placed at the ends of the frame in both directions will tell u if it's straight or not.....
    and done by eye.....
    straightning the frame if twisted is another story.....
    when making frames I try always use box section as it's quite stable and stronge but u need to be more particular to be accurate start with.....
     
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  6. Munkul Member

    Messages:
    480
    Cumbria, UK
    if you're asking if the crossed stringlines will indicate flatness, then yes indeed they will :) The two stringlines should definitely touch in the middle if it's flat.
     
  7. MoreWellie Member

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    972
    Location:
    Bedfordshire, UK
    an old fashioned way that works over longer distances a clear plastic tube with sufficient red wine in it

    you can then fix it so the liquid level is aligned on one corner and wander about with the other end to check that it is at the same height in other places

    terrible waste of red wine but it works
     
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  8. lchris21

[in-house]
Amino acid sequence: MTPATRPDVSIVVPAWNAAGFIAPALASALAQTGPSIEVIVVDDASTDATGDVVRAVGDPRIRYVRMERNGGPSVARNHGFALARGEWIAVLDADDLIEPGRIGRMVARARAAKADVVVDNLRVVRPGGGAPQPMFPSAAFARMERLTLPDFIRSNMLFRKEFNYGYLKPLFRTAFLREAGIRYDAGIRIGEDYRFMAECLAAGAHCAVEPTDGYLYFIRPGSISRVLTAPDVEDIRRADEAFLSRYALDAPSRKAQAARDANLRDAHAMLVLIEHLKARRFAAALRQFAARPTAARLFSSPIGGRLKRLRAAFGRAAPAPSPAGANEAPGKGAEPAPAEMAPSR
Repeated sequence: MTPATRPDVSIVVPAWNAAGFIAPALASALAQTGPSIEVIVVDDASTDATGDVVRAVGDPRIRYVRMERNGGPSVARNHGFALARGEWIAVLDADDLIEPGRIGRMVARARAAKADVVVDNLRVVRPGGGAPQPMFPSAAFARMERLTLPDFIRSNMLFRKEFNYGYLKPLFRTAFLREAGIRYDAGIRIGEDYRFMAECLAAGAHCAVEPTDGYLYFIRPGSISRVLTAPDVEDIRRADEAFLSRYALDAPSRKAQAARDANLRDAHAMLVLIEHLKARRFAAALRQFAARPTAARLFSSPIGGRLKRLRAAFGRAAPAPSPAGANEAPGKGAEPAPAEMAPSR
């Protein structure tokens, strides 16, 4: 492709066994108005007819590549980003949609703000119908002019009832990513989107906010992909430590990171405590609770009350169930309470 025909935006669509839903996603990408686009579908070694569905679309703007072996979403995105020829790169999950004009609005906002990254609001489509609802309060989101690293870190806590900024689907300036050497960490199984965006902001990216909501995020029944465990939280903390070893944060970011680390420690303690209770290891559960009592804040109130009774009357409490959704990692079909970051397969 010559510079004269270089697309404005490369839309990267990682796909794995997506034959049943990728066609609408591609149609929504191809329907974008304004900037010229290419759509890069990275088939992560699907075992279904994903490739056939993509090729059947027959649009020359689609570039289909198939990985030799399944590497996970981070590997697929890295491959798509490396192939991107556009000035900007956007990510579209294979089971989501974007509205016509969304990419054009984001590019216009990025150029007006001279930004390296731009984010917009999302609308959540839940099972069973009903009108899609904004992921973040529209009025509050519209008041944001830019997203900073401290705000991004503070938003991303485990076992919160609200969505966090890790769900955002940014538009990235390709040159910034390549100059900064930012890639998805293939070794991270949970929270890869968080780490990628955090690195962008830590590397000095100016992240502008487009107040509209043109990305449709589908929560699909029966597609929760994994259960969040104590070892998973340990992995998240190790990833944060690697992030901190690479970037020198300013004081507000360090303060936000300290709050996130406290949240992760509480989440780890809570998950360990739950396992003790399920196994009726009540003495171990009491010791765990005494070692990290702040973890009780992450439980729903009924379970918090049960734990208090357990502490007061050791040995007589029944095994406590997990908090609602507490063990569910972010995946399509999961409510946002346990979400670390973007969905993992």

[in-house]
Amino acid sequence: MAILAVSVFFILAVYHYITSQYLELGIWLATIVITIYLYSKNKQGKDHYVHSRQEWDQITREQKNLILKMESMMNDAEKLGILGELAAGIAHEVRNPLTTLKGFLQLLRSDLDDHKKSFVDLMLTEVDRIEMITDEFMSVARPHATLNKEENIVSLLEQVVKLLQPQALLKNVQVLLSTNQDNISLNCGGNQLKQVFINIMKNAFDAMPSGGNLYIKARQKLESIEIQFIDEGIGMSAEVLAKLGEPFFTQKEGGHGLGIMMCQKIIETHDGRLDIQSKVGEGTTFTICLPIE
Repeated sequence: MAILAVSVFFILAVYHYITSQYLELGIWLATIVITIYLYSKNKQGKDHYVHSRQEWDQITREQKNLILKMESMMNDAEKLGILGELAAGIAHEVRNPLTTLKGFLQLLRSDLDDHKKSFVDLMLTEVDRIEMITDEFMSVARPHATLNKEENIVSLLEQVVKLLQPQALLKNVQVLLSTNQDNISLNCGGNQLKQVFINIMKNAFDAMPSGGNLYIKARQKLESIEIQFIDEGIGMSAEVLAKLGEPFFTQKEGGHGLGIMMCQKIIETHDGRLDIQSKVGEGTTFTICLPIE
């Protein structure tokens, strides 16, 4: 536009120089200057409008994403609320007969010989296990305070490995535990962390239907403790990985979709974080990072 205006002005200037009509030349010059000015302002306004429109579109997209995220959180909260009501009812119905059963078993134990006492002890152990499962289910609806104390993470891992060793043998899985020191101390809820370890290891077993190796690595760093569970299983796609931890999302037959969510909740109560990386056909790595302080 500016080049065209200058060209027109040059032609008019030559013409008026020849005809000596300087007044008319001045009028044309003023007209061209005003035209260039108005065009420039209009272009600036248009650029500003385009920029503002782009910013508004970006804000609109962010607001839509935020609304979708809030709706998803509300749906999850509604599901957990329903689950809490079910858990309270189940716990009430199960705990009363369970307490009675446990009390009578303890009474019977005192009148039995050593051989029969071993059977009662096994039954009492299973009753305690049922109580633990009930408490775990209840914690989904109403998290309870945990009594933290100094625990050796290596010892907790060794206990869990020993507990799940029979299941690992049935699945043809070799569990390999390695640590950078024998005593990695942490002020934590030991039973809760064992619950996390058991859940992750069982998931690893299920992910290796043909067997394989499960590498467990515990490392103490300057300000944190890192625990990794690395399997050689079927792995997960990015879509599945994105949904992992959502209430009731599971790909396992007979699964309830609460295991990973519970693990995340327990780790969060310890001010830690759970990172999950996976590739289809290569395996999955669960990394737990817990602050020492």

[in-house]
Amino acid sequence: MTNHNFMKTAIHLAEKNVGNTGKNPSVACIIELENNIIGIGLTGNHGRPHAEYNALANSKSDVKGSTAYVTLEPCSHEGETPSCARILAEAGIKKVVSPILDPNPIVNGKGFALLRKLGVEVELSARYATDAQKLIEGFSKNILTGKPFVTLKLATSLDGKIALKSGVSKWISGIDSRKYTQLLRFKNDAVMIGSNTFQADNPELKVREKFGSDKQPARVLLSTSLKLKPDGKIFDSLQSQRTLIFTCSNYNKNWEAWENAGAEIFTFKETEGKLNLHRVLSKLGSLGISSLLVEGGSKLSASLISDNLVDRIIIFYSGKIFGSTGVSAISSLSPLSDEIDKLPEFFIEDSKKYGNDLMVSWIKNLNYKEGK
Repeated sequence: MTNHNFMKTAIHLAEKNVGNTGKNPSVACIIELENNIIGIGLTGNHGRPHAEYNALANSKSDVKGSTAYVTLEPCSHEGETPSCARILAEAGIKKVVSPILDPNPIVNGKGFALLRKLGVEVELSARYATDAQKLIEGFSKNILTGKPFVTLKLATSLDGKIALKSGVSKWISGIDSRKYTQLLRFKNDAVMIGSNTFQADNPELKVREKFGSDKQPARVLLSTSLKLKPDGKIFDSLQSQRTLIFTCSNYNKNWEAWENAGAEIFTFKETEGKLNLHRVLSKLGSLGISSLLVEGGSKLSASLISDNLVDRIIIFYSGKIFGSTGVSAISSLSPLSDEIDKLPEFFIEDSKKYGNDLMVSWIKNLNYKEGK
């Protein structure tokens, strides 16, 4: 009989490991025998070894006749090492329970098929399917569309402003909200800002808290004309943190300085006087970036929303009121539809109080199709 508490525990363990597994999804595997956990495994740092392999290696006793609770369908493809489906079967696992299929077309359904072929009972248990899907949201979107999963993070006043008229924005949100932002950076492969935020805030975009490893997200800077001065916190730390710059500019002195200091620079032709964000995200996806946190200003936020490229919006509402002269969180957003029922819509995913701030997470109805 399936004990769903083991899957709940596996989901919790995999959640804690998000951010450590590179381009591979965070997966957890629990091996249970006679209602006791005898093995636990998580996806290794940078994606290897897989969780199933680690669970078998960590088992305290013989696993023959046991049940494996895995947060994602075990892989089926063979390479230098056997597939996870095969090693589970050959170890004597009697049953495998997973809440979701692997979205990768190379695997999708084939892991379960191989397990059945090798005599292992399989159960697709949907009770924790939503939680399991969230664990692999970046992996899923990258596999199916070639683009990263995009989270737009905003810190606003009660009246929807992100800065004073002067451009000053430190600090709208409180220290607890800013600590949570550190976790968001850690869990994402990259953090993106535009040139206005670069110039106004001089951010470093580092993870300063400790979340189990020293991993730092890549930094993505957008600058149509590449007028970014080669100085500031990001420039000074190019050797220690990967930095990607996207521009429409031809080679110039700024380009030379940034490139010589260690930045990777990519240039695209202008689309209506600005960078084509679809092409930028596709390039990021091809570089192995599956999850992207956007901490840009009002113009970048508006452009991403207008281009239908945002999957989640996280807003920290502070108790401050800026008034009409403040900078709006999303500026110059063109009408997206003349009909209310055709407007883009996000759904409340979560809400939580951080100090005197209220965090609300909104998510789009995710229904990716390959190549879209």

lchris21 Member

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  9. rockweasel Member

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    This what I used on the base of my camper build. IIRC if you make the sticks two contrasting colours (apply coloured tape to them), it makes it easier to tell when there is an error.
     
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  10. indy4x

    indy4x Forum Supporter

    Messages:
    1,391
    Location:
    Pontypool, South Wales. UK
    Thanks everyone for the replies, much appreciated.

    I like the winding sticks idea, nice and simple but it's good to know that the string across the diagonals works as well
     
  11. gaz1

    gaz1 Member

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    cheap enough now to get a lazer level and check it with that
     
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  12. Yamhon

    Yamhon Member

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    492
    Location:
    Yorkshire, UK
    I've thought about getting one for that purpose, as where I plan to fabricate there isn't much of anything level. How would you use one, just put it on a corner measuring corner to corner, then comparing the measurements from corner A to C and B to D to make sure both measure the same length?